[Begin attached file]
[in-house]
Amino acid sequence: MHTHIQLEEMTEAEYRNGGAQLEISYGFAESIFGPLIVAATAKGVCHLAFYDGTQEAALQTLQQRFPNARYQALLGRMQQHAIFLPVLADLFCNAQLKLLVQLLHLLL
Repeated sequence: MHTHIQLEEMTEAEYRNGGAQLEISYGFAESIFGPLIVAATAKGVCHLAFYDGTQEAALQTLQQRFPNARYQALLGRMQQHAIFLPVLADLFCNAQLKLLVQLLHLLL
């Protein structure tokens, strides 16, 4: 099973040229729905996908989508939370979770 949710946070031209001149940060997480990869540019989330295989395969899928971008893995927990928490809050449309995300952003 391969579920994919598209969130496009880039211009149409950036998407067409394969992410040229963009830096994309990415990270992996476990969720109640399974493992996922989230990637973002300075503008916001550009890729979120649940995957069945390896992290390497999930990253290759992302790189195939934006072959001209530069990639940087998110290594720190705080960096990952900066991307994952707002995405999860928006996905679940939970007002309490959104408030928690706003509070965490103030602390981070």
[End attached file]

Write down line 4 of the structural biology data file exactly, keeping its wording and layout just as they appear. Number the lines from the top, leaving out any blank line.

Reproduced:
């Protein structure tokens, strides 16, 4: 099973040229729905996908989508939370979770 949710946070031209001149940060997480990869540019989330295989395969899928971008893995927990928490809050449309995300952003 391969579920994919598209969130496009880039211009149409950036998407067409394969992410040229963009830096994309990415990270992996476990969720109640399974493992996922989230990637973002300075503008916001550009890729979120649940995957069945390896992290390497999930990253290759992302790189195939934006072959001209530069990639940087998110290594720190705080960096990952900066991307994952707002995405999860928006996905679940939970007002309490959104408030928690706003509070965490103030602390981070």